There was one speaker who let it all lay on the line. He disagreed with the idea that non-violent protest was necessarily correct, he thought perhaps violent destruction of oppressive institutions was what was needed. “How can black people heal from slavery when we’re still in slavery?” he asked. How could black people heal when the police departments and the prisons were still intact?
He also pointed out that “there is a difference in the level of investment of people in this audience.” People of color would be willing to sacrifice a lot for the cause of police brutality because they were the ones suffering, but he didn’t expect that white people would be willing to sacrifice so much. “Don’t expect any of these white people to sit in a cell for you,” he said.
And, even though I felt sort of unwelcome, I found a relief in that statement. Like, honestly — I am less invested than the people of color in the Black Lives Matter movement. I was relieved that I didn’t have to pretend to be something I was not. And, I’m less invested for the simple reason that I don’t know as many black people as most black people do. The ones I do know either haven’t experienced police violence, or haven’t been open with me about the violence they’ve encountered. So, I don’t feel like I’m protecting my friends. For me, this movement is primarily about protecting strangers. For black people, this movement is primarily about protecting family. I see this thing in a lot of white people who protest, they like, try to kick up reasons to imply they’re more invested than they really are. It could be a kid in my class. It could be that coworker I hang out with sometimes.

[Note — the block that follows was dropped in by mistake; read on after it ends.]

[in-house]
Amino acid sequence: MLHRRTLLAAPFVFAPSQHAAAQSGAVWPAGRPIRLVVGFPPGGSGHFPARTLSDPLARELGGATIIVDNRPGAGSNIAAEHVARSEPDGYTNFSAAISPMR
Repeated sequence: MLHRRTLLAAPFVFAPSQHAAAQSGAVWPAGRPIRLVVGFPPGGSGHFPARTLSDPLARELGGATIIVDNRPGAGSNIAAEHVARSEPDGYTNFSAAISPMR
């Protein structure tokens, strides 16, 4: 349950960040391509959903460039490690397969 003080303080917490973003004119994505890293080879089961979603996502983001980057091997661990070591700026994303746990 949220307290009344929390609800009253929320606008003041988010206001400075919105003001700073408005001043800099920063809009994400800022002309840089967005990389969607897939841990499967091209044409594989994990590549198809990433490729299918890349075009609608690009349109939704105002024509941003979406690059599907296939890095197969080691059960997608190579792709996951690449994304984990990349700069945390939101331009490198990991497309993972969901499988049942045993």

Like — no. People care about themselves, and people care about their family and close friends. People very deeply invested in Black Lives Matter will usually be black (or another highly targeted race) themselves, or will related to people who are black. Those are the people who will give everything to their cause.
People like me, well — we have our place. For instance, large groups of liberals of all colors can be counted on to vote effectively on these issues. And that’s important, that matters. But we’re not going to get our asses arrested by storming the police station. And everyone already knows that anyway so like, no need to fake it.
As another one of the speakers pointed out, it’s not just black people who are targeted by the police. The police shoot plenty of white people too. In fact, 50% of the victims of fatal police shootings in 2015 were white while 26% were black. This is statistically unfair, because 62% of the population is white and 12% of the population is black, but point still remains more white people get killed by police than black people. In fact, more white people are killed by the police than any other race.
I know #AllLivesMatter has become some like, terrible thing, but… if it could be used to awaken white people to the brutality they are suffering rather than used to dismiss the suffering of people of color perhaps it could be useful. Ultimately, white people support the police because deep down, they think that they are coming out on top. The white people most likely to show up at Black Lives Matter protests are bougie motherfuckers whose positions in society are relatively secure. Aka, not the white people who are likely to get shot by the police.
If we really want to get white people invested in this game, we need to start with the question “why don’t white people care when other white people get killed?” Why do we never see videos of white people getting killed by the police? Because it is this myth, the myth that white people are safe in our current system, that props up the police state. And, it’s not that white people necessarily care about white people more than other races (many do, but not all) but people who are numb to the danger they are in personally are likely to also be numb to the danger others are in.
I am very tired. I miss my friend.
Rest in peace, beautiful.